Kylie Oseguera & Victoria Dellova
HISTORY OF SPEED SKATING
The first speed skating events were held in Great Britain in 1763.
Men’s speed skating was first included in the Olympic Winter Games in 1924.
It was at the Winter Olympics in 1960 that women first competed in speed skating
Up until the 19th century, speed skating was one of the most popular winter sports in Russia
Russia’s first speed skating championship took place in Moscow on February 19, 1889, at a skating rink owned by the Moscow River Yacht Club.
Team pursuit became part of the Olympic program only in 2006.
Citation : Speed Skating
The first official speed skating events were not held until 1863 in Oslo, Norway
In 1889, the Netherlands hosted the first World Championships, bringing together Dutch, Russian, American and English teams.
RULES OF SPEED SKATING
In speed skating, athletes travel a defined distance as fast as possible. The traditional length of the track is 400 meters
Speed skating at the Olympic Games consists of ten individual distance events and two team pursuit races. Men compete in 500, 1000, 1500, 5000, and 10,000 meter events, and complete 8 laps in the team pursuit race. Women compete in 500, 1000, 1500, 3000, and 5000 meter events and in a 6-lap team pursuit race. That means that 12 sets of medals are awarded in speed skating
In the individual events, skaters race in pairs on separate tracks (the inner and outer lanes). Athletes switch lanes at every lap in order to skate an equal distance. The 500 meter race is skated twice, with both races taking place on the same day. The final result is based on the total time taken over the two races.
In the team pursuit races, men skate 8 laps, and women skate 6. Two teams of three members each take part in each race. The teams start all at once from different sides of the track. Each skater in a team «leads» the group for a time, skating in front to take on all the air resistance. Meanwhile, his partners fall in behind him. The race comes to an end only when the last skater on a team crosses the finish line.
EQUIPMENT NEEDED/USED FOR SPEED SKATING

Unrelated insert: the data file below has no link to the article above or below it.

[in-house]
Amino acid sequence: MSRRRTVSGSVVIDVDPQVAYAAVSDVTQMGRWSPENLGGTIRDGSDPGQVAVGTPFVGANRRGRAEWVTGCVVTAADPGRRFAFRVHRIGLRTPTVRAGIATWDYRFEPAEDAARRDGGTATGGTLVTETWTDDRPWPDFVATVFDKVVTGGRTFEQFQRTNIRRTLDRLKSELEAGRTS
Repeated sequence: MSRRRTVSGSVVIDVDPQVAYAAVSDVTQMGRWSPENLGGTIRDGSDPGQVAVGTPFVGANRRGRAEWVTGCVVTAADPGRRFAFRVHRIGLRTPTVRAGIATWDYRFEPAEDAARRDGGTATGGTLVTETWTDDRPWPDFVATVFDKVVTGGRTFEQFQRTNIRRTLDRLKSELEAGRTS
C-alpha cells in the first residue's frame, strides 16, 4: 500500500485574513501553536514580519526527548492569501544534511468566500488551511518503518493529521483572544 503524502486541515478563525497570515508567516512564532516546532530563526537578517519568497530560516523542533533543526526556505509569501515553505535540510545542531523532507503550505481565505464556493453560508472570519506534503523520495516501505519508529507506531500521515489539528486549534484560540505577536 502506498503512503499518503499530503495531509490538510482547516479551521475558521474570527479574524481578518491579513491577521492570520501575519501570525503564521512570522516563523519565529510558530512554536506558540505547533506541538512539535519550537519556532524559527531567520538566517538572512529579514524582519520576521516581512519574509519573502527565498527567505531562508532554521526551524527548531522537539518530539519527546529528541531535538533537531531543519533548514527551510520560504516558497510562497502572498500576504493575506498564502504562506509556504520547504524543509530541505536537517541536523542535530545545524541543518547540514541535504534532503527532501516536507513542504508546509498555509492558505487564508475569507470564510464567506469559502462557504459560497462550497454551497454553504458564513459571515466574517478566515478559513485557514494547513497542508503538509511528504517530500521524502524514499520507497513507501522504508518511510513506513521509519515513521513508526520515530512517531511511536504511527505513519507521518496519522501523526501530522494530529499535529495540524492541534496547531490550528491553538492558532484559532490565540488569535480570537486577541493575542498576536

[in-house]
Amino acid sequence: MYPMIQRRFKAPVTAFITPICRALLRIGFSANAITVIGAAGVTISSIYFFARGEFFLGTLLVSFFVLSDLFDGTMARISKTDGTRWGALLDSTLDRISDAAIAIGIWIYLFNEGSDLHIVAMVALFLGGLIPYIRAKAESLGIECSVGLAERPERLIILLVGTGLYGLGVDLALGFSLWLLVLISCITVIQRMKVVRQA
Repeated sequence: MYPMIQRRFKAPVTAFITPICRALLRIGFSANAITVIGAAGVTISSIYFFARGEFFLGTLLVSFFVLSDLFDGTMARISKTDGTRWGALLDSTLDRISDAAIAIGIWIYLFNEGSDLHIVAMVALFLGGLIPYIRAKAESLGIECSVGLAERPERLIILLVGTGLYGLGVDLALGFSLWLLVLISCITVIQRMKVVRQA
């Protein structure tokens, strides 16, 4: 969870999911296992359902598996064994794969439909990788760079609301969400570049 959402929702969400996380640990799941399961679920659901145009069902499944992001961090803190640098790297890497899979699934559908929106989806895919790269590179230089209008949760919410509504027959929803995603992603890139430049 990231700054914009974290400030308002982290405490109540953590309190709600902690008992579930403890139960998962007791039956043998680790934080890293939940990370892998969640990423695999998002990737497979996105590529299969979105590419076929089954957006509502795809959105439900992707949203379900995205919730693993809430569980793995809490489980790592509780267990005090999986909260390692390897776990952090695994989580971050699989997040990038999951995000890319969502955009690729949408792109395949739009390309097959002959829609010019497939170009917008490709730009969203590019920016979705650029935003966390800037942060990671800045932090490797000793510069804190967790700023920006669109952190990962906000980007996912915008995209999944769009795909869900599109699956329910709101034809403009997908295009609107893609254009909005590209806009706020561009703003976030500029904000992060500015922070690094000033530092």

Speed skaters use special «clap skates» with a blade that isn’t attached to the boot. These boots are usually made of kangaroo leather.
Skaters wear skin-tight racing suits with hoods to reduce air resistance.
Citation : Speed Skating
Armband colors - Skaters in the outer lane wear a red armband and skaters on the inner lane wear a white armband
Blade - The part of the blade that comes in contact with the ice forms a straight line. Men's speed skating blades are generally 42-46 cm long. The longer the blade, the faster the skate up to a point where length would become an obstacle. The underside of the blade is only about 1mm thick.
Glasses - glasses protect skaters' eyes from the wind and ice chips. The lens reduces glare and improves visibility of the track
Clap Skate - Unlike conventional skates, the heel of the clap-skate blade is not attached to the boot, and the toe of the blade is affixed to the boot with a hinged apparatus. At the end of each stride, as the skater picks up the skate, the blade briefly disconnects from the heel of the boot, thereby keeping the blade on the ice longer and increasing the skater's pushing power. When the blade has fully extended, a spring mechanism mounted on the front of the boot snaps the blade back up to the boot, resulting in the clapping sound that gives the skate its name
Racing Suit - Skaters wear skin-tight racing suits with hoods to decrease air resistance. Racing suits must conform to the natural shape of the skater's body. Insertion or attachment of forms or devices to create a different shape is not permitted.
RECENT MEDAL WINS (COUNTRY & PERSON)
Jorrit Bergsma from the Netherlandswon a gold and a bronz metal
Jan Blokhuijsen from the Netherlands won a gold and a silver metal
Zbigniew Brodka from Poland won a gold and a bronz metal
Stefan Groothuis from the Netherlands won a gold metal
- Sang Hwa Lee from Korea won a gold medal